14. 14. This was the “simplest” elementary particle set ever described. A small number of particles, a small number of interactions. LEPTON (leptos = light) : e- BARYONS (baryos = heavy) : p , n
  15. 15. However, some problems were already present. 1. The photon : Photoelectric effect ; Compton scattering. 2. Antiparticles : Discovery of the positron by Anderson (1932), studying cosmic rays. Many more particles would be discovered in cosmic rays…
  16. 16. 3. Mesons : These particles were first postulated by Yukawa (1935) to explain the force that binds the nucleus together. Being of intermediate masses, they were called mesons (mesos = middle). 4. Neutrinos : Necessary to preserve E conservation in β decay From the particle garden to the jungle : In 1937, Anderson discovered the muon μ. The μ proved to be some sort of heavier electron (lepton). The muon decays into through β decay: μ νμ + e- +¯νe Who ordered THAT ? I.I Rabi, Nobel 1944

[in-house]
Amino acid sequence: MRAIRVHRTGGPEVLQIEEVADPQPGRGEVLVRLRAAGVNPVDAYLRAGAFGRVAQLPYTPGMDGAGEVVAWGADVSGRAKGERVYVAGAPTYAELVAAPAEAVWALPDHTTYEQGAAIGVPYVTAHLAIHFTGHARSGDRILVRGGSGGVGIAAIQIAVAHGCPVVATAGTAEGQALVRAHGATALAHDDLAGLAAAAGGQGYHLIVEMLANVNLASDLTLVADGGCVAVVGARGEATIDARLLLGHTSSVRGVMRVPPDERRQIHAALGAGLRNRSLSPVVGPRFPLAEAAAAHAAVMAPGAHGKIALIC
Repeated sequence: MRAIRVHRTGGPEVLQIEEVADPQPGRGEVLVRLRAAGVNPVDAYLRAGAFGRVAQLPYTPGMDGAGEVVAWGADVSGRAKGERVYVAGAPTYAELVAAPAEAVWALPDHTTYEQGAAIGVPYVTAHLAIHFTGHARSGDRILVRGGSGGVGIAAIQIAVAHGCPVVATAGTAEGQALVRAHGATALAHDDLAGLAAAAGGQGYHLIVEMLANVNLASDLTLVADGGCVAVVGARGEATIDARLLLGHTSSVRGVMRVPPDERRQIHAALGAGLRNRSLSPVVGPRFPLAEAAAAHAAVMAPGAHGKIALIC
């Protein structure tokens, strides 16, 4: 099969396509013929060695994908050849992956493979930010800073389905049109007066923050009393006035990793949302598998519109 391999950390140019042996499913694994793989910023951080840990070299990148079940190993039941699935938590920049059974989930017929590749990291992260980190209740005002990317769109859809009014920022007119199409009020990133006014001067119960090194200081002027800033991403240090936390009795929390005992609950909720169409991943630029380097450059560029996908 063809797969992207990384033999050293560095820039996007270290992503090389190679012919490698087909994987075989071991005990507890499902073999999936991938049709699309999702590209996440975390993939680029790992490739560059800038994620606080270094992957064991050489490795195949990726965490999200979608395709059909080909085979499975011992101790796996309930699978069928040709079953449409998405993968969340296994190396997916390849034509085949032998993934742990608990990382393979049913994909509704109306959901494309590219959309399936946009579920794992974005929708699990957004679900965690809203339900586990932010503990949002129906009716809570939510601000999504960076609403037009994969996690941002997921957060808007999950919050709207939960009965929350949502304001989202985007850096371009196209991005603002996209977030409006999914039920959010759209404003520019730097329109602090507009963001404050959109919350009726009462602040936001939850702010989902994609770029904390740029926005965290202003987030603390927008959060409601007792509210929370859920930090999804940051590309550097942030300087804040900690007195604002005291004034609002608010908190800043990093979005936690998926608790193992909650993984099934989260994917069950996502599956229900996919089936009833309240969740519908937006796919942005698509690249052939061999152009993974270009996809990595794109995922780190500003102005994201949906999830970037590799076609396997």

17. 17. In 1947, pions (mesons) were detected in cosmic rays. They were thought of as Yukawa’s mediator particle for the strong interaction. The Universe was in order again, except for the muon, which played no visible role. In December 1947, new mesons were found : the kaons. The place got crowded again… With the use of particle accelerators in the 50’s, many new particles were discovered. Some of them were « strange » because they were produced by the strong force but decayed through the weak force.
  18. 18. Moreover, some rules seemed to be missing to predict if a decay could occur or not : Why is π- + p+  K+ + Σ- possible , When π- + p+  K0 + n is impossible ? In 1953, Gell-Mann and Nishijima came with a simple and elegant idea. Each particle was to be assigned a «strangeness », and the overall strangeness had to be conserved during a collision (not through decay). There were then THREE laws of conservations for reactions : Charge Baryonic number (proton like particles) Strangeness
  19. 19. The standard model
  20. 20. The Quark Model (1964) u d ¯u ¯d s ¯s S=0 S=-1 S=1 Q=2/3Q=-1/3 Q=-2/3 Q=-1/3